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Peer review reviewed

The British non-profit science lobby Sense About Science has unveiled the findings from its survey of 4,000 peer-reviewers. No need for suspense, I’ll give you the bottom line now: Peer review is hardly perfect, but nobody’s got a better idea. Interestingly though, researchers seem to think that more secrecy in the peer-review process could help to improve it.

Peer review.jpg

Now the details. Overall, 69% of those surveyed said that they were “satisfied” or “very satisfied” with peer review. Another 22% could care less, and only 9% were “dissatisfied” or “very dissatisfied” (see graph right).

But that hardly means that these researchers thought peer review as it stood was the best possible system. Only a third of researchers thought that the current peer review system was the best that could be achieved by scientists.

The surveyors were also asked to weigh in about what they thought could make peer review better. The idea of “open peer review,” where reviewers names are made public, scored just 20% on the survey, while a whopping 76% of researchers thought that “double blind” peer review, where the names of authors and reviewers are hidden from each other, was a good idea. That contrasts with the last time the survey was done in 2007. Back then, 27% of survey participants supported open peer review, while just 71% wanted the reviews to be done double-blind. Incidentally, most Nature-brand journals don’t use double-blind peer review.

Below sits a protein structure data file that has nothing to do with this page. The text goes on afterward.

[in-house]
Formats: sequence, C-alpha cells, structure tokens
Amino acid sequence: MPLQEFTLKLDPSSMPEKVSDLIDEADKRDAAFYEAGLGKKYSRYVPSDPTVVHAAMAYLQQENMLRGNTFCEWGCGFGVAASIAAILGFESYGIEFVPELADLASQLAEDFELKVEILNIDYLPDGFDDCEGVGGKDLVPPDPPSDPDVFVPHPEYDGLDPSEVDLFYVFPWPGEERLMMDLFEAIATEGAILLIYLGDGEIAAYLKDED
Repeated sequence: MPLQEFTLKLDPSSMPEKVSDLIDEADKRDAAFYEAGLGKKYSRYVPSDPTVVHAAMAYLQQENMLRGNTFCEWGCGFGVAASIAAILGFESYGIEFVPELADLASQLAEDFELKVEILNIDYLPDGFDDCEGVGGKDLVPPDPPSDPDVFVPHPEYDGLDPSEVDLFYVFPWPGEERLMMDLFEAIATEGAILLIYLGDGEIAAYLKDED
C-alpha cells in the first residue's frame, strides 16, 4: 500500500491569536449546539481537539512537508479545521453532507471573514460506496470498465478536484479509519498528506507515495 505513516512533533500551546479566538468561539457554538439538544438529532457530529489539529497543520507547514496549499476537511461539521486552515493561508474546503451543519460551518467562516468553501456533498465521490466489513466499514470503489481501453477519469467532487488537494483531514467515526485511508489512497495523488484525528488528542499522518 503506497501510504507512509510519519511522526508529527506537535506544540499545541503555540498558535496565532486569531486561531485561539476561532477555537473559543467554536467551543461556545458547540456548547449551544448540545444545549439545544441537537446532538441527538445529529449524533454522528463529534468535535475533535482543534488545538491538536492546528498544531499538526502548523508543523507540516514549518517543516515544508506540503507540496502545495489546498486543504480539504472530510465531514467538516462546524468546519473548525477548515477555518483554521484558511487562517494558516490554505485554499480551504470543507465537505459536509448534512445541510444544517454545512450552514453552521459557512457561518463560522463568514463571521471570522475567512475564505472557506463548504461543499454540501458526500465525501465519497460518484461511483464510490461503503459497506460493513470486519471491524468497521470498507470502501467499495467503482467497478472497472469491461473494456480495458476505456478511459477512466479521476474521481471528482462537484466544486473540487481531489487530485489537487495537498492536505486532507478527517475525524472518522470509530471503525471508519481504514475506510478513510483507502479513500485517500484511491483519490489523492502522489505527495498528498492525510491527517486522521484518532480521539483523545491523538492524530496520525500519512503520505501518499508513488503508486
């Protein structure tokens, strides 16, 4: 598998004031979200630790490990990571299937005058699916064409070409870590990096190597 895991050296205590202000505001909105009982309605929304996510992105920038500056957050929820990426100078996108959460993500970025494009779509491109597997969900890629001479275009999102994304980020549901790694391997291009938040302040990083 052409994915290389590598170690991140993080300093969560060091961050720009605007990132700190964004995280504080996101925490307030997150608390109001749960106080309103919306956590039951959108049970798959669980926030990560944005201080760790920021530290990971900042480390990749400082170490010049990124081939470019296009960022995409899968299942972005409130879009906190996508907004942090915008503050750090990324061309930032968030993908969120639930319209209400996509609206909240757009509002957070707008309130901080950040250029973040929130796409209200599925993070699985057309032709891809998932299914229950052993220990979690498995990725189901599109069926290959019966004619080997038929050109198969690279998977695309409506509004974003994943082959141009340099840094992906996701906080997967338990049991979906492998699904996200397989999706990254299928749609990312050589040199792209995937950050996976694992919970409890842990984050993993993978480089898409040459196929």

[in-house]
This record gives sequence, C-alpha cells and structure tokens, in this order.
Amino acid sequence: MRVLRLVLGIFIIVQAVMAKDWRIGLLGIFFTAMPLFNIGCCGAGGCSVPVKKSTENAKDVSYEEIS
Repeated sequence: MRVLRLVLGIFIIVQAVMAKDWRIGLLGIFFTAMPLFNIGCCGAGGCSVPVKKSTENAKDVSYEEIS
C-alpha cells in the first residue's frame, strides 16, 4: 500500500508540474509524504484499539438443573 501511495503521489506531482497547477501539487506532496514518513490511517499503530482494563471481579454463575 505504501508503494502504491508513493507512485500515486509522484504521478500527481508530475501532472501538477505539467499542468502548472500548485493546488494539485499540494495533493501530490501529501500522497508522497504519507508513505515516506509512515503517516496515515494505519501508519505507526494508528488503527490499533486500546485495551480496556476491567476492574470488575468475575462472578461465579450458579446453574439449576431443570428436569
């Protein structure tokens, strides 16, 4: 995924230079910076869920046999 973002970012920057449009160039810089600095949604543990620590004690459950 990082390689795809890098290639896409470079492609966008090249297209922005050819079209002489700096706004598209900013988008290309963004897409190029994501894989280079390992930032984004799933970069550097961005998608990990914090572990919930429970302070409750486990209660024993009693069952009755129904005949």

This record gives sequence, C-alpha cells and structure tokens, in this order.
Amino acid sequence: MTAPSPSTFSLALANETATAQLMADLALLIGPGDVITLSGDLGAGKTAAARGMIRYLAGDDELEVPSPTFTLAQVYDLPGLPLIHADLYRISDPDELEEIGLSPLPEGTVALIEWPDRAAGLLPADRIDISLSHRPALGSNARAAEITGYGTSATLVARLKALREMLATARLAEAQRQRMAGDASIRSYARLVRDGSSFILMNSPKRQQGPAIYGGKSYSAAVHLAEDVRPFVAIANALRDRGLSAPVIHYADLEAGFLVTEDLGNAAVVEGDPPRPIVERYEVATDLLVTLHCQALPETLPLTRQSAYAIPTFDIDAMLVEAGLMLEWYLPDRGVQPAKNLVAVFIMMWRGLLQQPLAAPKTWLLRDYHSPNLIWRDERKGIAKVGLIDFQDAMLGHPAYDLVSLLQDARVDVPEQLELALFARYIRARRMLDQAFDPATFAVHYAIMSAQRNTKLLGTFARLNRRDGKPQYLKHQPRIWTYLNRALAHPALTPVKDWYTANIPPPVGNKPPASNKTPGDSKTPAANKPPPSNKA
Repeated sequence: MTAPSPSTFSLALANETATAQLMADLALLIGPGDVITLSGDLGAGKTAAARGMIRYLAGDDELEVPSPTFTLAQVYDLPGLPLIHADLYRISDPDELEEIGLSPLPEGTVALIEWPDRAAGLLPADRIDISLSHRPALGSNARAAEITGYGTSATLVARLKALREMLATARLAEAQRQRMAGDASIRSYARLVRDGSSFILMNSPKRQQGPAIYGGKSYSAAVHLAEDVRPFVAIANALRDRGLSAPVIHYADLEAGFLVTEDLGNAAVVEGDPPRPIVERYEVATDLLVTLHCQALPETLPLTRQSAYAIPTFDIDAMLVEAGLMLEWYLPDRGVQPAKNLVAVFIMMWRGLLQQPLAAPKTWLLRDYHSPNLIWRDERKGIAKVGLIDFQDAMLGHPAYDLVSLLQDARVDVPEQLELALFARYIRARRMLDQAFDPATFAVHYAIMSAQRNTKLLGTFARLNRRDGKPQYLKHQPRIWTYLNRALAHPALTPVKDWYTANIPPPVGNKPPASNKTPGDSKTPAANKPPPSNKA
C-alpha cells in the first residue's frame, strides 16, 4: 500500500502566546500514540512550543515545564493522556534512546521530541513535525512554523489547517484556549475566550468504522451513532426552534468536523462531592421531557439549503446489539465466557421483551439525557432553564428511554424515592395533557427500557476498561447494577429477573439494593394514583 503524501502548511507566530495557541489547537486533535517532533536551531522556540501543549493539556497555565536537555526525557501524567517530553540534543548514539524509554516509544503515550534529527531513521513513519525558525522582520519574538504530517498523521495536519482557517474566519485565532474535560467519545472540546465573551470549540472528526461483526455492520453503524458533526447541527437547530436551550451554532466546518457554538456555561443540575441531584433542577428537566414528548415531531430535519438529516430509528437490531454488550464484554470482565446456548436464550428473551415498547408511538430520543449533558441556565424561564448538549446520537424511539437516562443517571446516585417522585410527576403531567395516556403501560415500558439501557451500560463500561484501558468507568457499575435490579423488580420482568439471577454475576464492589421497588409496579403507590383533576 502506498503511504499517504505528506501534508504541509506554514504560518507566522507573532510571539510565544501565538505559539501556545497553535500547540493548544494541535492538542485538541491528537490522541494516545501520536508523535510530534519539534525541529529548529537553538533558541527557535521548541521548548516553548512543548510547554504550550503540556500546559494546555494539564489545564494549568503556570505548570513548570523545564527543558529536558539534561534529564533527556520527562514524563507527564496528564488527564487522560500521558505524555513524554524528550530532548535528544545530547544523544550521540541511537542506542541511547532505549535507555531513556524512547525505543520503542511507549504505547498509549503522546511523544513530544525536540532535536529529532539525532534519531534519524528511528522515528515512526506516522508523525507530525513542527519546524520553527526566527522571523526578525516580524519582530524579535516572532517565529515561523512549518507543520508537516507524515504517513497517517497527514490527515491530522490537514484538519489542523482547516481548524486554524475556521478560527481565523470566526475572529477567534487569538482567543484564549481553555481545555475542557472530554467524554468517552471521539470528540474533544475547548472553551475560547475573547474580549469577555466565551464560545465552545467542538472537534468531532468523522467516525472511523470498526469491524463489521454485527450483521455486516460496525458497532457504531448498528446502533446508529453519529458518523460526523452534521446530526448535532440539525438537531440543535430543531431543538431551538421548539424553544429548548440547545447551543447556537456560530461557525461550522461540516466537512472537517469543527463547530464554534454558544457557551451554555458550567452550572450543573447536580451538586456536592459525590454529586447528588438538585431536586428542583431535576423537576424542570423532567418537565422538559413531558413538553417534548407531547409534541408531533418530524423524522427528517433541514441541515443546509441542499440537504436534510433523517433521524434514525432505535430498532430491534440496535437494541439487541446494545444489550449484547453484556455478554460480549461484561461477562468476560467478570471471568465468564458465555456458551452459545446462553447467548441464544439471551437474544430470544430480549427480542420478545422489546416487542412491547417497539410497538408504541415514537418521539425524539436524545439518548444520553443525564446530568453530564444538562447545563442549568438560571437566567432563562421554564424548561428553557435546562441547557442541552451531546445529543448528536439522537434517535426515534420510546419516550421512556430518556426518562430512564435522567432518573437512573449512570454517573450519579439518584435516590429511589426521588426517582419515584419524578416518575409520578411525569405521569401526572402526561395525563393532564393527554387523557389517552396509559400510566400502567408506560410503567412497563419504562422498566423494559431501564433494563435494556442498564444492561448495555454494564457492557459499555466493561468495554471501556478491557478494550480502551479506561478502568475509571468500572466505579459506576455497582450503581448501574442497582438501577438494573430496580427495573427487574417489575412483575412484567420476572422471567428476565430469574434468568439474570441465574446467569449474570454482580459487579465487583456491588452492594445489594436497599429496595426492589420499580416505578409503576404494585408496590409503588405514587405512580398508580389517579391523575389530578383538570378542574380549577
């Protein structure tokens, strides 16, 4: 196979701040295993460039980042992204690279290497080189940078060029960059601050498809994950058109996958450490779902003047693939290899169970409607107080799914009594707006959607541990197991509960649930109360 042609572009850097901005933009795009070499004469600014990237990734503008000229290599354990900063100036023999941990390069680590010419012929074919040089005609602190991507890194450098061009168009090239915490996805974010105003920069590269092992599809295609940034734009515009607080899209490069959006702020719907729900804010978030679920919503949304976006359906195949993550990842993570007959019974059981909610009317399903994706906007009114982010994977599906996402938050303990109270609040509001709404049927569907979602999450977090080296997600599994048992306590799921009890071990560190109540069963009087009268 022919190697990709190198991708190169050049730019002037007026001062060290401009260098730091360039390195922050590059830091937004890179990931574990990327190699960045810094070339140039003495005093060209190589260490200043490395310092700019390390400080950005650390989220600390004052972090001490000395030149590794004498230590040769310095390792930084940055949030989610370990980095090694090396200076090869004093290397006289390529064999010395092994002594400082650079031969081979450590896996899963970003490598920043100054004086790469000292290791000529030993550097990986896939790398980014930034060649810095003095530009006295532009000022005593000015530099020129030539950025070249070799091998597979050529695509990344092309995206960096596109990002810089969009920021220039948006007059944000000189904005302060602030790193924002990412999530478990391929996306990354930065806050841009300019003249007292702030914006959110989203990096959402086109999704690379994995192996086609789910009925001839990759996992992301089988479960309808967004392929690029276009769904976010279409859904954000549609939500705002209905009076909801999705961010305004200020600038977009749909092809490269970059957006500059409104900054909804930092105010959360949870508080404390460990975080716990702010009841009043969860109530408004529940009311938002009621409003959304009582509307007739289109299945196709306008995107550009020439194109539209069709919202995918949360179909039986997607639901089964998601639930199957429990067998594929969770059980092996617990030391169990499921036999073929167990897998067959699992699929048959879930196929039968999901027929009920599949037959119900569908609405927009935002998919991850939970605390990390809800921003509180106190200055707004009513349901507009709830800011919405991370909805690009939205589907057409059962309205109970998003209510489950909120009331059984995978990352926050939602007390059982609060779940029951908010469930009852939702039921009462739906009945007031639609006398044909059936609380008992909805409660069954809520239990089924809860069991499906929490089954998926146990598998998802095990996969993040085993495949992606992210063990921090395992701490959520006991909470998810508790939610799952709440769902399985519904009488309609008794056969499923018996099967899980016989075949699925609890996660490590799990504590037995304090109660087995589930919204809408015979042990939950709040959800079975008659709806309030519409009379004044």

Final thought, 41% of those surveyed thought monetary compensation would make them more likely to peer-review papers. Of those wanting benjamins for their time, almost all thought societies or publishers should pony up. There’s lots more in the survey, so take a look and see what you think.


  1. Report this comment

    Maxine said:

    To clarify the peer-review practice of Nature and the Nature jouranls (i.e. those with “Nature” in the title, eg “Nature Neuroscience” or “Nature Physics”), all these journals without exception operate a “single blind” peer-review system, not a double-blind system. An explanation of our processes, and the rationale for them, is described here:

    Best wishes


    (for authors and peer-reviewers of Nature journals).

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    Jeffrey Dean said:

    At the risk of stating the obvious, the reason we resort to peer review is primarily economic (not necessarily in the financial sense). It’s a reasonable argument that progress in most fields could be achieved more quickly if results were published without review, but then independent replication of the work — something we usually teach our students is essential in theory, but not in practice — becomes absolutely critical. Unfortunately, we choose to scrimp on replication, and fall back on peer-review even at the risk of stifling innovation.

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    Wallace McLendon said:

    We must think about smart documentation systems that run simulations up to the point of the present stage of the experiment. This is the way the new generation attacks problem solving, trying options until something works. Can we program methodology into researchers’ spontaneous explorations? Can models provide near-immediate replication? Are we stifled by tradition?

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